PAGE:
Saturday, June 27, 2009

The good, the bad, and the expensive….life on the boat in Fiji!

Hello to all,

The times since the last blog have been generally pretty good but, as you may read, there has been an expensive development.

Julie and Russ, my niece and her husband, visited us and we had a wonderful time. The weather cooperated. That hasn’t always been the case when special guests visit. Loren and Mary Halverson had to sit out a lot of rain and storm conditions last year in Tonga. But this year the weather gods smiled and we had sunny, breezy days and cool nights. We snorkeled the Musket Cove reefs and explored Malololailai Island. We sailed north to the southern boundaries of the Yasawa Group. Russ and I engaged in minor boat repairs. Janet and Julie had some great shell hunting. The snorkeling was very good. When their island hopper commuter aircraft didn’t show for the return flight to Nadi the local ‘agent’ arranged a boat to take them the fifteen miles across the Nadi waters to Denerau where they would catch a cab to the airport. When the boat’s engine crapped out half way there (at night of course) they managed to get things running again in time to get to shore and make their flight home. A little adventure is good.

The trip up to Waya, the southern most island in the Yasawas was a special glimpse of good things to come. Waya is a rugged, precipitous, volcanic island, very green and lush with dramatic rock outcroppings and lovely white sand beaches. It’s shaped like a vertically elongated X with deep bays on the north and south. Since we had a nice easterly trade blowing and would have for several days we reached north from Musket Cove and thirty two miles later dropped anchor in the southern bay off the village of Yalobi, well protected from the prevailing winds and seas. We took the dinghy ashore and did SevuSevu with the village chief although in this case it was the chief’s brother-in-law.. SevuSevu is the Fijian custom whereby a visitor asks permission from the leadership to be present in the village. The custom upon arrival at a village is to make yourself known, and they will see you coming, and ask to meet the chief. Someone will greet you in a very friendly manner and take you to a meeting place where you are greeted formally and where you make a present of about half a kilo of Kava root (which you have in stock for such occasions) to the chief. He, in return, grants you the freedom of the village and the surrounding waters and the village takes responsibility for your well being during your visit. You may end up drinking Kava with an assembled group, we didn’t in this case, or it may not be much of a meeting at all. It varies a lot from village to village. So we visited Yalobi which is a very sweet and unspoiled village. There was no sign of tourism and not much contact with the outside world. We went to a nice church service the next day which was partly in English for our benefit. That afternoon we motored a little north up the west side of the island where we anchored off a nice beach and a simple but lovely resort called ‘Octopus’. There was great snorkeling off the ‘Octopus’ reefs. We spent two nights there and returned to Musket in time for Julie and Russ to enjoy a couple nights at the Musket Cove resort and make their flight home. We had a great time with them.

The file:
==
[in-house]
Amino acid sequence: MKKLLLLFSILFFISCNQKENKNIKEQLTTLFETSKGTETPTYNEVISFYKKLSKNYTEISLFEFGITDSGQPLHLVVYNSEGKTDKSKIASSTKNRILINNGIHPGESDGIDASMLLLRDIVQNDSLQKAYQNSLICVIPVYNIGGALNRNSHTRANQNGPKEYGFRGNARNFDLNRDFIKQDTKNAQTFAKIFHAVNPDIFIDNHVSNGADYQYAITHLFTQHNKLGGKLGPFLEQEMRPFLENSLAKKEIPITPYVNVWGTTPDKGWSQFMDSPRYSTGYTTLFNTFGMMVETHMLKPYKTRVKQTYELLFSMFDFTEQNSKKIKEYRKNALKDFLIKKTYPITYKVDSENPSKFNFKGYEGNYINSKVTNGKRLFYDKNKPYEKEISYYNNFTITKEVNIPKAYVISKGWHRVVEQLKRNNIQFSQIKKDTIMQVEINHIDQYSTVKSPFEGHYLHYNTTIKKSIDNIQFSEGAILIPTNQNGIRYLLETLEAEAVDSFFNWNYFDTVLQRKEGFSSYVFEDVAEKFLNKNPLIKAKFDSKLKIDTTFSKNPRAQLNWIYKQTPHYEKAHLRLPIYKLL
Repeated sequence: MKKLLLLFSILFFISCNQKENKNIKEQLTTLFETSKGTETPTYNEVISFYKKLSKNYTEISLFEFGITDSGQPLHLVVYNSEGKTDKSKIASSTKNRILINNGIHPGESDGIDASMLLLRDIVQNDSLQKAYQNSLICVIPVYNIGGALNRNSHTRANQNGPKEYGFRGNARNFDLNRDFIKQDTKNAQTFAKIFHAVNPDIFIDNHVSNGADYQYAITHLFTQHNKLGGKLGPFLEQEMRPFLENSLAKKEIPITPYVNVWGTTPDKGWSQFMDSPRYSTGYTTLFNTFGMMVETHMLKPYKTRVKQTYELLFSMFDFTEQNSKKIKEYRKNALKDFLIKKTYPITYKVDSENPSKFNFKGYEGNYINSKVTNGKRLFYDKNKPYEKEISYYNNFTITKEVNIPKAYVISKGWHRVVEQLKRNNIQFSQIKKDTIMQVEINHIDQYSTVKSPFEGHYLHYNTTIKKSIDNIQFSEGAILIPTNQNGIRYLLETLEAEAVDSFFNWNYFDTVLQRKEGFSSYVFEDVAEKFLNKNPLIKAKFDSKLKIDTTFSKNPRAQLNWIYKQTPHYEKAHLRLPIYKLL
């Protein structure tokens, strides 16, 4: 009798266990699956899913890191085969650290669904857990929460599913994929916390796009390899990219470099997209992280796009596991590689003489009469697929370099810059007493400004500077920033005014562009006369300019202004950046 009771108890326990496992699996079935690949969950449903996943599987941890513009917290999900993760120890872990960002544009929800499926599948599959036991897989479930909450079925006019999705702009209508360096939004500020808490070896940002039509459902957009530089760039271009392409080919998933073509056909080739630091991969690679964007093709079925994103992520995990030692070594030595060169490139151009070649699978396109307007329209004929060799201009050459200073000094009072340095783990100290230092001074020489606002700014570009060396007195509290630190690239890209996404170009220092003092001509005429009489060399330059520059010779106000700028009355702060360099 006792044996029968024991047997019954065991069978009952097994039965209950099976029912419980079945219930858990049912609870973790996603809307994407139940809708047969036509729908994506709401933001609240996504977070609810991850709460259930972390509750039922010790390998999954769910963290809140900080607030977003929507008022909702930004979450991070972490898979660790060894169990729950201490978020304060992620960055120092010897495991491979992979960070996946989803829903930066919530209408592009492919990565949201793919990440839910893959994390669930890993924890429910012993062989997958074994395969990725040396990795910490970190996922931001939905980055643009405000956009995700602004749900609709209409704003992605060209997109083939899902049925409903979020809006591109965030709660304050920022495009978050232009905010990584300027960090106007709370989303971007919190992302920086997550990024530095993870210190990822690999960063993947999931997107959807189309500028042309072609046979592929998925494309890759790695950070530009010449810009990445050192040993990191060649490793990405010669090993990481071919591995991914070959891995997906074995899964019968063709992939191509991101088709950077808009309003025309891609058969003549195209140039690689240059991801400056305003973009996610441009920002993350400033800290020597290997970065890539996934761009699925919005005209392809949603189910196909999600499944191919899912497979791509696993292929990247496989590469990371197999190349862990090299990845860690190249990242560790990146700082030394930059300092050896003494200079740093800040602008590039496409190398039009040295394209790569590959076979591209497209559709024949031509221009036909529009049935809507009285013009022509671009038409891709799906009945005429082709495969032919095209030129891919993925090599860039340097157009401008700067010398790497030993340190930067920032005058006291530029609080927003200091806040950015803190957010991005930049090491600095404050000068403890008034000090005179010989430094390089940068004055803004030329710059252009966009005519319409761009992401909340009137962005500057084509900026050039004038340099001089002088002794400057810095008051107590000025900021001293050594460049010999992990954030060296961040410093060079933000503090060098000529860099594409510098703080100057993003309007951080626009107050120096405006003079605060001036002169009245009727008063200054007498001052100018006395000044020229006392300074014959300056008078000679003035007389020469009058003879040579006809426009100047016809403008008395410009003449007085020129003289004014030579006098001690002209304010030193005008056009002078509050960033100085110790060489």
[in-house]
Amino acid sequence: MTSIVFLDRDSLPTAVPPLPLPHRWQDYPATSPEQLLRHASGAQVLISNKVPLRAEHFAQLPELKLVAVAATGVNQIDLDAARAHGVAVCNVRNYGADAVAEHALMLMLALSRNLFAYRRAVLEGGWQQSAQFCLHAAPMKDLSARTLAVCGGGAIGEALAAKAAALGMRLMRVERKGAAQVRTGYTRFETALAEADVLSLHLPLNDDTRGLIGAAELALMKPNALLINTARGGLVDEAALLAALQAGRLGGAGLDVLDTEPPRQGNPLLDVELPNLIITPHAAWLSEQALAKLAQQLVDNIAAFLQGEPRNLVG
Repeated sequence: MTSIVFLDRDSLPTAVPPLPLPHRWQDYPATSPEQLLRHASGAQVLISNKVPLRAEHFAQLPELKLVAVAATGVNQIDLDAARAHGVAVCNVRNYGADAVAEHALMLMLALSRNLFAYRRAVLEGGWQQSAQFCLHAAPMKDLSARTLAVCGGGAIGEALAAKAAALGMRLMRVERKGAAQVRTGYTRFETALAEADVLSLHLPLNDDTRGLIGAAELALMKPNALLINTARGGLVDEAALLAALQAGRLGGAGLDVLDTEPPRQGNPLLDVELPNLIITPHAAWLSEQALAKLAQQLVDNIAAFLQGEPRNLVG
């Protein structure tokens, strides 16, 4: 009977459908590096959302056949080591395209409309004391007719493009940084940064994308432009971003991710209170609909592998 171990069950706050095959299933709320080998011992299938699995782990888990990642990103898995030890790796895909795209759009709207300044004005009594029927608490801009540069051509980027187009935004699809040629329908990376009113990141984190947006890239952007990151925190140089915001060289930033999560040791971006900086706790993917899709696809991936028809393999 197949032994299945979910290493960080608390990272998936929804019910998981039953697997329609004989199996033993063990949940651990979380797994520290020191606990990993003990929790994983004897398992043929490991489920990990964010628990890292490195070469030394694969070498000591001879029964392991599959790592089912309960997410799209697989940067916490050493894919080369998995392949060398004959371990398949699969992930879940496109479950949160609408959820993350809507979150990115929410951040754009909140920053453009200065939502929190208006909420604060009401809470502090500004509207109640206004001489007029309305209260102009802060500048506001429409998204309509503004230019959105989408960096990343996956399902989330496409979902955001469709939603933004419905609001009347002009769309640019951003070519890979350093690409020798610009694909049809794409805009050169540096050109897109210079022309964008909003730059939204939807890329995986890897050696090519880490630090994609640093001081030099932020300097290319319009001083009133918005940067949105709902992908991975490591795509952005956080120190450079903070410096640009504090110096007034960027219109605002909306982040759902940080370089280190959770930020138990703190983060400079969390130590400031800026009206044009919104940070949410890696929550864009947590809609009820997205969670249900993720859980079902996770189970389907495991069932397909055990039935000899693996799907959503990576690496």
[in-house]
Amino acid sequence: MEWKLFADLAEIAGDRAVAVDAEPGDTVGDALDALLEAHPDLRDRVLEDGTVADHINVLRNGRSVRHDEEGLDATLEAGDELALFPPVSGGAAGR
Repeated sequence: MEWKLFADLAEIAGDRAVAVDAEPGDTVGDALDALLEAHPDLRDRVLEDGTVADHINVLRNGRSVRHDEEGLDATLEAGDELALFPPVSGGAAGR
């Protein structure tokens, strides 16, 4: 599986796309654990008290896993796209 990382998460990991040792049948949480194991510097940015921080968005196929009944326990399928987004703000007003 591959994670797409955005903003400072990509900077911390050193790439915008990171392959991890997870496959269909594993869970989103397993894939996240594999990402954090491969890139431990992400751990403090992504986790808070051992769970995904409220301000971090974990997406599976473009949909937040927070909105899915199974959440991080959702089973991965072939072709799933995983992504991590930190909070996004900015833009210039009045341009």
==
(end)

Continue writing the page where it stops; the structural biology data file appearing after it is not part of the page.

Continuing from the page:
You’ll note I said we ‘motored’ a little north. I’d been a little concerned about that engine since leaving Half Moon Bay in NZ. There had been a little work done by the local diesel outfit there and things had been ‘different’ ever since. It began making smoke and it became hard to start sometimes. It had never acted that way before. The oil usage I had always considered normal for that engine (a Perkins 4-108) seemed to stop. I changed oil and filters a couple times. I thought because I was using a new brand of oil the characteristics of the engine had changed. I thought maybe I had overfilled the oil but it seemed to be making oil. This can be a very bad sign but there was no indication of water in the oil. Gradually we became convinced there was fuel in the oil and we headed over to Fuda Pt. to get the engine looked at by Baobab Marine which is owned by a South African guy with a very good reputation. We made it into Fuda Pt. with a low oil pressure warning occurring at low RPM and got established in this nice place. The next day we attempted to start the engine and it had seized up solid. After the engine had cooled down things just wouldn’t rotate any longer. Sayonara faithful Perkins! So the question became; Do we spend a lot of money on an old (6000 hrs) out of date English diesel or do we spend a little more money on a new Japanese Yanmar 4JH4AME? Janet likes the idea of a new, quiet and reliable engine. So do I. So the new Yanmar is supposed to be here tomorrow and in the boat the next day. We talked with two boats who had the installation of the same engine done here and they were very pleased. The price for the engine is less than we would pay in the US and the installation labor, even if it goes way over estimate, will be much less. So it could be worse. If things go as forecast we’ll be out of here soon. Stay tuned, the action starts tomorrow.

Love to all,
Bill & Janet

PS: We had very good scuba diving off the reefs around Malolo and the Manmanucas.

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